JACKSON, Miss., Jan. 4 (UPI) -- The fall of a former Mississippi prosecutor and judge who was convicted of corruption is a tragic tale, a legal expert says.
Matt Steffey, a professor at Mississippi College School of Law, told Monday's Jackson (Miss.) Clarion-Ledger that the fate of Bobby DeLaughter is sad because, despite his conviction on obstruction of justice charges, he was still a good public servant.
DeLaughter, who as an assistant prosecutor played a key role in obtaining a 1994 conviction against Byron De La Beckwith for the 1963 civil rights-era assassination of Medgar Evers, was set to begin an 18-month prison sentence Monday, the newspaper said.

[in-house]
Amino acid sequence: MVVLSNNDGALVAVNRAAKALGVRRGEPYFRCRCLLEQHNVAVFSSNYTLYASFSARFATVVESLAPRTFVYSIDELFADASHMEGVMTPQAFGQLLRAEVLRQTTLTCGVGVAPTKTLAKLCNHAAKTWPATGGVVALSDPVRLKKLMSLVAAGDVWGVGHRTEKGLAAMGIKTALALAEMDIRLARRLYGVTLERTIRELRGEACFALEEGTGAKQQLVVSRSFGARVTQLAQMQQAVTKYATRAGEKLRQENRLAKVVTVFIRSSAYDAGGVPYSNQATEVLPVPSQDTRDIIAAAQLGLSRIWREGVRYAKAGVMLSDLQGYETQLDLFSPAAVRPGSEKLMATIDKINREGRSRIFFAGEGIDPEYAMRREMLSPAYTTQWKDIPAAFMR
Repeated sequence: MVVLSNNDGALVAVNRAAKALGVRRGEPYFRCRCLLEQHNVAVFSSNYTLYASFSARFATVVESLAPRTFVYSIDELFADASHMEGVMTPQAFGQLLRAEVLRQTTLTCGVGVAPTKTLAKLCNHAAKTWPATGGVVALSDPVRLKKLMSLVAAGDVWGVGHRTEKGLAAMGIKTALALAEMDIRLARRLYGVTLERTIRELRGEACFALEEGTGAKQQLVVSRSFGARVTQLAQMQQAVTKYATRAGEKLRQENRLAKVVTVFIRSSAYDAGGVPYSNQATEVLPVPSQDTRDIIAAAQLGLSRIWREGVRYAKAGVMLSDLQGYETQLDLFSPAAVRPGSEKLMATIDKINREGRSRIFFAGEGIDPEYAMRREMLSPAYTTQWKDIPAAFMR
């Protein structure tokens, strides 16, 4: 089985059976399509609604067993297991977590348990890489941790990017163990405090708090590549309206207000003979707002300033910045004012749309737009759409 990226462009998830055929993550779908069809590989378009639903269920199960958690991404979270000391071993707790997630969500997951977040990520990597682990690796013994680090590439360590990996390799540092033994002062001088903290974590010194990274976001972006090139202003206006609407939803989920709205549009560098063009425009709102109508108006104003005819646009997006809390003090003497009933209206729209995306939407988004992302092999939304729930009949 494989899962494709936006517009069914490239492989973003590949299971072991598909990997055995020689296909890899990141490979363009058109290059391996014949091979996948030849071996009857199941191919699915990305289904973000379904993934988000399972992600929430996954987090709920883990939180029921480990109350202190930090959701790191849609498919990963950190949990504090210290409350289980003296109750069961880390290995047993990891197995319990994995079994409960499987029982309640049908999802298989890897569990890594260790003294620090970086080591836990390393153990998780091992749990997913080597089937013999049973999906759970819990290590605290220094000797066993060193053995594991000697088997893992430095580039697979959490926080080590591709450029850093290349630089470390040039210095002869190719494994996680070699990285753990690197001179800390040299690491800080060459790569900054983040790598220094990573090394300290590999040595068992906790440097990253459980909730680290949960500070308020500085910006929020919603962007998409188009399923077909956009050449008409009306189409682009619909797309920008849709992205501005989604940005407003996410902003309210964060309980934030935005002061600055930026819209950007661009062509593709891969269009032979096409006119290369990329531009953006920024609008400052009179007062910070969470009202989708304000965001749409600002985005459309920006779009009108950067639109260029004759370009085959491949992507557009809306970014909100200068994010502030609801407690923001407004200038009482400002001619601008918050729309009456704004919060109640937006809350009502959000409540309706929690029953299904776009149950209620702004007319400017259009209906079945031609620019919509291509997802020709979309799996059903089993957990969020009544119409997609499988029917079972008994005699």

"It's tragic for him, tragic for his family and tragic for our state," Steffey told the newspaper. "People do things that are very good and very bad. We either try to minimize the bad things or minimize the good things. Neither one of those things is good. Fundamentally Bobby DeLaughter is a good public servant who made some serious criminal mistakes."
The Clarion-Ledger said DeLaughter stepped down as a Hinds County, Miss., circuit judge in July after pleading guilty in a corruption investigation involving multimillionaire former lawyer Dickie Scruggs.